M: Oh wow that’s pretty quick then. That sounds like when DevDays rolls round again, we should have a Qt 5; a new major release to play with, right?
J: Yes I would hope so. I could say a bit about the state of the code now. People can try the code. It’s being developed publicly in GIT. You can use it today for kind of experimental work, but it’s definitely going to get easier to use. It will become more stable with the alpha and betas as they come out. Realistically for production use, you are going to want to at least wait until the 5.0.0 is out, see how stable it is, and probably follow the general guideline that you don’t want to use a dot zero release for production code. So, we’ll want to take a good look at how stable 5.0 is on your particular platform. I think it will depend a little bit on the platform your own. There’s a number of platform that are being focused on as the well-tested ones initially. If you are on one of the more obscure platforms, it may take a little while to catch up and be stable. For Qt 4, the latest release 4.8.0 is the current stable release, and we are probably going to see at least a 4.8.1 release, but probably not much more than that. I think people will start moving pretty quickly to Qt 5 this summer.
M: Actually, one of the surprising things to me is that we haven’t seen a 4.8.1 by now. In the past they’ve had to release quicker updates, right?
J: Right. I’ve seen a discussion this week on the mailing list and there’s actually a list of bug fixes. It looks like it will be purely a bug fix release, but quite a large number of bugs fixed, but nothing really major that will be new.
M: So speaking of Qt 5, one of the platforms that’s got a lot of publicity is Raspberry Pi. Any update on that?
J: Yeah, we’ve been following that pretty closely. There’s a lot of excitement about it, and they finally officially started taking orders last week. They’ve licensed two manufactures to actually build and sell the boards. There is an initial build, which the Raspberry Pi folks had done of 10,000 boards, which actually sold out very quickly on the first day. But you can now place orders, and there should be a lot of manufacturing coming behind that. They also announced there are two different models of the device, and if you recall, there is the model A which is a $25 board, and a model B which is the $35 board. The model A was going to have less RAM capacity, but they’ve decided they can afford to bump that up to the same as model B, which is 256 megabytes. So it will have the same amount of memory, the only difference will be the lower-end board has one USB port and no Ethernet, while model B has two USB ports and Ethernet. So we are starting to see some Linux distributions available ported to it. So far there’s Debian, Fedora and Arch Linux, either available or imminently available to be released. Qt on Pi is the port of Qt 5 and it’s got a wiki page where it’s documented at qtproject.org, and they’ve got images now for the development kit. And there should be about 200 boards that have been allocated for Nokia to use for partners and open-source Qt developers. There’s a bit of confusion about when we will actually get our hands on these first development boards, but it looks like we should be getting them pretty soon, and they should be coming out of this first batch of 10,000 that have already been manufactured. So there has been a huge amount of interest. The Raspberry Pi twitter account has over 50,000 followers, and apparently there has been one report that as many as 2 million people have either placed a pre-order or have said that they are interested in being on a mailing list to hear about orders. What I think is particularly interesting is that the real goal of this was to get low-cost computing into the hands of students, and try and address what they are seeing as a shortage of young people learning to program. So potentially, every student in the U.K. will get one of these. In the meantime, it makes a great development platform for people like us who want to try Qt 5, and it looks like we are going to see a market for add-on devices like cases, and things like that like we see for platforms like the Arduino, for example. So it’s going to be interesting to see how this plays out and see how many people actually start using these boards.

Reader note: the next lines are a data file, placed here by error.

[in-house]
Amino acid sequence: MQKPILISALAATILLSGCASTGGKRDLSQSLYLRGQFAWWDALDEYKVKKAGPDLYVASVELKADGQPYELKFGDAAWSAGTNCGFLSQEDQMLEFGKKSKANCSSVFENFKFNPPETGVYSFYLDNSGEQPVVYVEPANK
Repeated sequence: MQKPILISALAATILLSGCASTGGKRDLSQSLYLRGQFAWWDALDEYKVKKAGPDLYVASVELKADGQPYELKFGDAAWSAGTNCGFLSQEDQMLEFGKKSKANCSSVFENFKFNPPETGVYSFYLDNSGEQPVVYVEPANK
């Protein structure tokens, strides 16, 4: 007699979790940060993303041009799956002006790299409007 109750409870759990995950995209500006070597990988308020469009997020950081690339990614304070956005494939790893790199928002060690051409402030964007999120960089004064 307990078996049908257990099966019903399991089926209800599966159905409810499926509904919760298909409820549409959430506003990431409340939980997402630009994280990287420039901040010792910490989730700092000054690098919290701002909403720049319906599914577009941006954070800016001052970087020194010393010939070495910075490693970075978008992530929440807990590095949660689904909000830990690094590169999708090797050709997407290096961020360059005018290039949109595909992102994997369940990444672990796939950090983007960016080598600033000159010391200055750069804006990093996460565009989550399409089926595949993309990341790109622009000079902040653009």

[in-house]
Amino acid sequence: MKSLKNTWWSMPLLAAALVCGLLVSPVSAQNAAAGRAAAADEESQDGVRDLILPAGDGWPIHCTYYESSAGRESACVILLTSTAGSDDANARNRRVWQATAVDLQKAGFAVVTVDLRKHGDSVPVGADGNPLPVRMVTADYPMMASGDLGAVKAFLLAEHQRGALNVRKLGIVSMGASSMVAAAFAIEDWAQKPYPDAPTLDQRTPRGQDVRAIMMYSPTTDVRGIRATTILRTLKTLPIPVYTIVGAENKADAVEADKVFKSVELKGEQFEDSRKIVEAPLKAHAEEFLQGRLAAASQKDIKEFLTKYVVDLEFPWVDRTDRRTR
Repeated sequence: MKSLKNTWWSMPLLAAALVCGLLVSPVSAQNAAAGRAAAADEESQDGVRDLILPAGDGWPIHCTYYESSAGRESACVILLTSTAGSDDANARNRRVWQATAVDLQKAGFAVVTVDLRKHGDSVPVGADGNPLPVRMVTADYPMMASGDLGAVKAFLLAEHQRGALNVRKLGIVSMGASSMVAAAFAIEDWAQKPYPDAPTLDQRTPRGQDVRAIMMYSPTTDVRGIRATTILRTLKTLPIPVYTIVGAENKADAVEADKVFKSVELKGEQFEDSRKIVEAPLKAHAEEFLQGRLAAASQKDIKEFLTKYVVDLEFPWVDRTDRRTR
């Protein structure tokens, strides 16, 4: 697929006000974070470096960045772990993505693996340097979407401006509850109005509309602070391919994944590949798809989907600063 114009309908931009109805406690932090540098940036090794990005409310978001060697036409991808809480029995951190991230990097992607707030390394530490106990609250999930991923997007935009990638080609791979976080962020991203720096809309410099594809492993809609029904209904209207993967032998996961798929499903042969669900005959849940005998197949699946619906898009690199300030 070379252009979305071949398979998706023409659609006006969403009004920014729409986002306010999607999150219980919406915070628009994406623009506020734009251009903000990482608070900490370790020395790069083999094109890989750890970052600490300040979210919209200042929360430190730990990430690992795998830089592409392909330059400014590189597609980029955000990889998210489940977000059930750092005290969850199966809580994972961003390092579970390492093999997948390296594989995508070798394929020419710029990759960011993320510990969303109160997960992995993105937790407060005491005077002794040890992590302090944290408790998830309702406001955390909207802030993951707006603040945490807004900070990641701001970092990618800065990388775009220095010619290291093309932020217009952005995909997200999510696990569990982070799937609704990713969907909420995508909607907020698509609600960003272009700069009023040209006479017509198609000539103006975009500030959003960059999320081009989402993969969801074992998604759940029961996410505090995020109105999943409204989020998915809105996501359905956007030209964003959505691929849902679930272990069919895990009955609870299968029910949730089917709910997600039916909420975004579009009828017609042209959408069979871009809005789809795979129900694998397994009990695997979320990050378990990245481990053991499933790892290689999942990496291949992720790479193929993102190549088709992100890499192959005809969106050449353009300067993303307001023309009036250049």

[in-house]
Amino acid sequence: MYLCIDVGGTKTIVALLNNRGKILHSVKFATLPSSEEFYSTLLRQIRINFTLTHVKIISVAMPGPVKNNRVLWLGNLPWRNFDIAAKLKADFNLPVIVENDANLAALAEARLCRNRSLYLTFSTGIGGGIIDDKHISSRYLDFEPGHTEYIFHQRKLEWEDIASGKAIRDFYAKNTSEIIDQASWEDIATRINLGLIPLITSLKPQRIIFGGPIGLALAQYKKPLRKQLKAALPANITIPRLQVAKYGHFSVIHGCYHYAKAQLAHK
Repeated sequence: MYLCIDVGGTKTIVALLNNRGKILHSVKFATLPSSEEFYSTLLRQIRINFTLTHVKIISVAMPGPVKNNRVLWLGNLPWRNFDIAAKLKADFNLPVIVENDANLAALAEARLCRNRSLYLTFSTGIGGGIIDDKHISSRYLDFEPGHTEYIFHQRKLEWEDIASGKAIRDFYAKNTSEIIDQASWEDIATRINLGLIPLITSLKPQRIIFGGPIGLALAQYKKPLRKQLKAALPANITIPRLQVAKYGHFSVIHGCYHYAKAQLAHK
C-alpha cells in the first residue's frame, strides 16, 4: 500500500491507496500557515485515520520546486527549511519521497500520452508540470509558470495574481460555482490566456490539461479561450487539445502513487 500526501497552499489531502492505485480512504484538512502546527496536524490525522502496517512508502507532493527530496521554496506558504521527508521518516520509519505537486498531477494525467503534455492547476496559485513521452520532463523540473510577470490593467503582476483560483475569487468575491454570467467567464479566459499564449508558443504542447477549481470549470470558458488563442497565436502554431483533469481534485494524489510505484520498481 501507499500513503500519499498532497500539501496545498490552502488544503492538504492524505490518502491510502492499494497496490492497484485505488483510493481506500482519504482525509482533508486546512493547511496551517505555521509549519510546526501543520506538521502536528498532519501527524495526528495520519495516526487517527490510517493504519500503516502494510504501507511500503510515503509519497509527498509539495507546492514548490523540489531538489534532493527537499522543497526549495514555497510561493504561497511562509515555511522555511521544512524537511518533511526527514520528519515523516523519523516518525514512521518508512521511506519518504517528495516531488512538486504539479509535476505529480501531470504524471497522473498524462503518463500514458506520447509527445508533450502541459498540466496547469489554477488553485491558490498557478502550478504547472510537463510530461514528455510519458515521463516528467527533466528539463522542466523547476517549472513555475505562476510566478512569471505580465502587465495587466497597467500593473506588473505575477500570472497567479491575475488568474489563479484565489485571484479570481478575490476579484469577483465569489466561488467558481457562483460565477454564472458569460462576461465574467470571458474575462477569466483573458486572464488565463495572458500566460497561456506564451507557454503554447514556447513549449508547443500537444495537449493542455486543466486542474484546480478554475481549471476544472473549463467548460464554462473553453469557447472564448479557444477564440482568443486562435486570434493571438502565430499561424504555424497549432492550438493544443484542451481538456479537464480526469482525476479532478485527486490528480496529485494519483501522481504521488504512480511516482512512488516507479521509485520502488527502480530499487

M: Yes, and the other thing that goes in favor of the Raspberry Pi is that people get excited about the idea of Qt 5 being more spread among the people, and people see it as an opportunity to use it on other platforms and get the performance benefits.
M: So I’m sure we’ll have some pretty stable ports of Qt 5, not only on Raspberry Pi, but we are working on some stuff with the i.MX51 Quickstart platform too, so there will be a Qt 5 version on that. So it’s a pretty exciting time, especially considering the price of it, and if we could just get availability, a lot of people will be very happy.
So anything else we should talk about today about Qt 5?
J: Not really. I saw another posting this week that PySide, which is the LGPL Python port of Qt has now been rolled into the Qt project and it’s going to be maintained and operated the same way, so we are going to see a number of components that will now be Qt modules that are all part of the larger project. We also saw desktop QML components that look like widgets but are implemented in QML. They look like they are coming along quite well and will make it easy to do QML-based desktop applications. It looks like there is going to be a lot of interesting modules available for Qt 5 and not just the usual ones that we’ve seen in the past.
M: That’s really nice. We are all looking forward to Qt 5.
Thank you for updating us Jeff, it was good to talk to you about it. I’m sure everybody has some interest in how this progress, so we will update people again in a few weeks.